SOUTH SIOUX CITY | Two more South Sioux City homeowners have sued the city and Big Ox Energy, raising the number of lawsuits concerning odors and gases from the bioenergy plant to eight.
Kirk and Angela Campbell and Christopher Cornell filed their suits last week in Dakota County District Court. Like the homeowners in the previous six suits, the Campbells and Cornell claim that odors and hazardous gases damaged their homes and caused health problems after the plant opened in September 2016.
All homeowners allege in their lawsuits said that Big Ox and the city failed to maintain, operate and modify wastewater treatment facilities and sewer systems to handle waste from the plant and prevent the release of hydrogen sulfate and other toxic gases. As a result, the homeowners all say, they and their children suffer from health problems including respiratory illnesses, headaches, nausea, sleep disturbances, anxiety and emotional distress.
The lawsuits allege that Big Ox and the city knew or should have known after initial tests of the plant's operations in August 2016 that the municipal sewer system would unable to handle the pressures and substances being released into it, leading to the release of gases that escaped through manholes and into residences near the plant.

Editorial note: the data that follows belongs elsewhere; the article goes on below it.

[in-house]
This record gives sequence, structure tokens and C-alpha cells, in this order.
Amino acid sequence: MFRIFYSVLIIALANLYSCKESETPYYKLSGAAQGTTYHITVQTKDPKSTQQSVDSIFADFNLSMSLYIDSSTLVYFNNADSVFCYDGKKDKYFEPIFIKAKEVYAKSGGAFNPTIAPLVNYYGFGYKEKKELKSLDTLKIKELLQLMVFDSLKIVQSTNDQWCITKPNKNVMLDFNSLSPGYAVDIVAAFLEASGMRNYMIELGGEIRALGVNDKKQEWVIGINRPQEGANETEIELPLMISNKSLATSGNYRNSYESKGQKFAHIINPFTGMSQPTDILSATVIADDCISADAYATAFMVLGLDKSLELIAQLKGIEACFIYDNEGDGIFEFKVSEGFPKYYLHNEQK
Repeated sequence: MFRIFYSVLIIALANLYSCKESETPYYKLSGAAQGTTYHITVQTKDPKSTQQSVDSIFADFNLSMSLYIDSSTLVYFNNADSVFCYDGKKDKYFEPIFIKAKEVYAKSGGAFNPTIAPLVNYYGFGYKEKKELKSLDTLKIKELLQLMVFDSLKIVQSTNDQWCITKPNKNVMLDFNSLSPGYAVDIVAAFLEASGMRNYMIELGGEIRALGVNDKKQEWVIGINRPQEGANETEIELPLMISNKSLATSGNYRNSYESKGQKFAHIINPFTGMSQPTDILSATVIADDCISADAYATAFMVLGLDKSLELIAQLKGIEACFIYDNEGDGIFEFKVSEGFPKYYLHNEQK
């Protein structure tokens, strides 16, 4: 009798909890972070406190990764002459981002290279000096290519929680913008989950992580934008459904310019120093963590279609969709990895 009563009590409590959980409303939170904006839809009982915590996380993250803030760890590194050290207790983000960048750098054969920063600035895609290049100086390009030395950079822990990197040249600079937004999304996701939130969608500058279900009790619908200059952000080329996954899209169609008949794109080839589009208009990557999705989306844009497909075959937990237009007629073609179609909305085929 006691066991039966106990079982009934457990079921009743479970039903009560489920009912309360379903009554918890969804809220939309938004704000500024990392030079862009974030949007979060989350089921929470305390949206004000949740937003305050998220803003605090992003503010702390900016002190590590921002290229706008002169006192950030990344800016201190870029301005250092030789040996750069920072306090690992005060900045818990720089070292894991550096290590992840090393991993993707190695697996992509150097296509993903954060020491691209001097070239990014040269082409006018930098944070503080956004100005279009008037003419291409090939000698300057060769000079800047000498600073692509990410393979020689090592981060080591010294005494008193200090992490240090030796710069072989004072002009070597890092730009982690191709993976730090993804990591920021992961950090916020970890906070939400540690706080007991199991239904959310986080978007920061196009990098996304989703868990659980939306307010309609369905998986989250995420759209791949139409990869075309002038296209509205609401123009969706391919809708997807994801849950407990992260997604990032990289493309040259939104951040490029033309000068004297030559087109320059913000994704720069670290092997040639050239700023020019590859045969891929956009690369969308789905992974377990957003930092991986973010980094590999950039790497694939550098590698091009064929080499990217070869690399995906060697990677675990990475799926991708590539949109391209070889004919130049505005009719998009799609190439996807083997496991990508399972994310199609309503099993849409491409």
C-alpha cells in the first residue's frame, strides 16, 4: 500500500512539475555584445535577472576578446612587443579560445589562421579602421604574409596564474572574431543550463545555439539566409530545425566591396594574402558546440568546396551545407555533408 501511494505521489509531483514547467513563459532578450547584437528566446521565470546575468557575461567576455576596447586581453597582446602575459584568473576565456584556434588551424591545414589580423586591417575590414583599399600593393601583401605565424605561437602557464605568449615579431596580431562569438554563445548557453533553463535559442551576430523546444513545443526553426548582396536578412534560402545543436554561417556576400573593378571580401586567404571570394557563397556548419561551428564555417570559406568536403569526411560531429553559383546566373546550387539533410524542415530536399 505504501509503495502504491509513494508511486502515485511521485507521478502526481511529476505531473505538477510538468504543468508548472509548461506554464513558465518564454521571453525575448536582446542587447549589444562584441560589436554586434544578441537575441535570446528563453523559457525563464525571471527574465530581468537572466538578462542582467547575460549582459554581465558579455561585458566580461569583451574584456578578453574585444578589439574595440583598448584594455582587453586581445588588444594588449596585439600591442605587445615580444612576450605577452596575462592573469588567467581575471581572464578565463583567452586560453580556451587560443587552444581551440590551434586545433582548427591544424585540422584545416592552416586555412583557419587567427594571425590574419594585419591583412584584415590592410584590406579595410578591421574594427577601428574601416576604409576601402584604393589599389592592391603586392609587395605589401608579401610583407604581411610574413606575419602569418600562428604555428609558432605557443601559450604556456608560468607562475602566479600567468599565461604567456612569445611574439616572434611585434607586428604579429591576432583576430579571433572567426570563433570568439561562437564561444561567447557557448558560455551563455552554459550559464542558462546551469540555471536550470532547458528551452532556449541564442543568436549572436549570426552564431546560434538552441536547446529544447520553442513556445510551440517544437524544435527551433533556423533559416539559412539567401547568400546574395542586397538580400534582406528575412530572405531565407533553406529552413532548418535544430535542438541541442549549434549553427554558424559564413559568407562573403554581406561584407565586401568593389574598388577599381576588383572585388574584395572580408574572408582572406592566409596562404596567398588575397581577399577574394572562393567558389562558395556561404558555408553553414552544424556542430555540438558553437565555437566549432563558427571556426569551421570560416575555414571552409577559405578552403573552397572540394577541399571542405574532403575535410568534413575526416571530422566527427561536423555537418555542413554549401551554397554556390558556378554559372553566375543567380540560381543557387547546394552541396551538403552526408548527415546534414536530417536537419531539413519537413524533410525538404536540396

The Denmark, Wisconsin-based company has denied the allegations.
The Campbells and Cornell seek reimbursement for the loss of the use of their homes, demolition and reconstruction of their homes and loss of furnishings ruined by odors.
The Campbells claim damages of $754,000, and Cornell lists $614,500 in damages. All costs are accruing because of the continued loss of use of their property.
Damages being sought in the other five lawsuits total $4.25 million.
Big Ox Energy's more than $30 million plant extracts organic nutrients from animal, grain and other waste to create methane, which is sold into the natural gas pipeline. The plant went online Sept. 2, 2016, in the Roth Industrial Park.
Residents began reporting odors from the plant a month later, when sewer gas permeated some homes in a five-block area near the plant. Big Ox maintains that faulty plumbing in the homes, not wastewater, was the primary cause of the odor issues.
The families were displaced for months because of the odors, and some have yet to return home. The city and Big Ox have paid hundreds of thousands of dollars to cover displaced homeowners' relocation and living expenses. The city has also spent $1.5 million for sewer upgrades and modifications.
In May, 16 families and one business filed tort claims against the city, suggesting that more lawsuits will be filed.